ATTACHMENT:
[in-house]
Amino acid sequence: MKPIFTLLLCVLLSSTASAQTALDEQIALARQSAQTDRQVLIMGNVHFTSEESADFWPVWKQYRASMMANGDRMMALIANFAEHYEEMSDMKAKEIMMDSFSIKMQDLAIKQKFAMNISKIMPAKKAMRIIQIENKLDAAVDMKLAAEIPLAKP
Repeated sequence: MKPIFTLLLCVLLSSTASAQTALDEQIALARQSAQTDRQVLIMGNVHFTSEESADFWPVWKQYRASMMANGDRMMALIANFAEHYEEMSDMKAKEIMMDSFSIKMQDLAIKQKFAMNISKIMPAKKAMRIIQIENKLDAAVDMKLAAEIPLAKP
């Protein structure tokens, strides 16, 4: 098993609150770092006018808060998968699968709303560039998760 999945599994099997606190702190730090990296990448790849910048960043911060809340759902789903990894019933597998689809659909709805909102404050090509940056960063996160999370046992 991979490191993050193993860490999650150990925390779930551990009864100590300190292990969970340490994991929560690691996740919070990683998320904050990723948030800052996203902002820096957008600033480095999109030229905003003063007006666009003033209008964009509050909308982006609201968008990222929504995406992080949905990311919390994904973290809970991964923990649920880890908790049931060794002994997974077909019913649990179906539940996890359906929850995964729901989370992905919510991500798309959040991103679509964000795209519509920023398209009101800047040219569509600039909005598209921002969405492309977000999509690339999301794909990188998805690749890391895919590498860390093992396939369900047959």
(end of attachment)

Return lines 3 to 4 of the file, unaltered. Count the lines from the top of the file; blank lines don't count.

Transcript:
Repeated sequence: MKPIFTLLLCVLLSSTASAQTALDEQIALARQSAQTDRQVLIMGNVHFTSEESADFWPVWKQYRASMMANGDRMMALIANFAEHYEEMSDMKAKEIMMDSFSIKMQDLAIKQKFAMNISKIMPAKKAMRIIQIENKLDAAVDMKLAAEIPLAKP
């Protein structure tokens, strides 16, 4: 098993609150770092006018808060998968699968709303560039998760 999945599994099997606190702190730090990296990448790849910048960043911060809340759902789903990894019933597998689809659909709805909102404050090509940056960063996160999370046992 991979490191993050193993860490999650150990925390779930551990009864100590300190292990969970340490994991929560690691996740919070990683998320904050990723948030800052996203902002820096957008600033480095999109030229905003003063007006666009003033209008964009509050909308982006609201968008990222929504995406992080949905990311919390994904973290809970991964923990649920880890908790049931060794002994997974077909019913649990179906539940996890359906929850995964729901989370992905919510991500798309959040991103679509964000795209519509920023398209009101800047040219569509600039909005598209921002969405492309977000999509690339999301794909990188998805690749890391895919590498860390093992396939369900047959």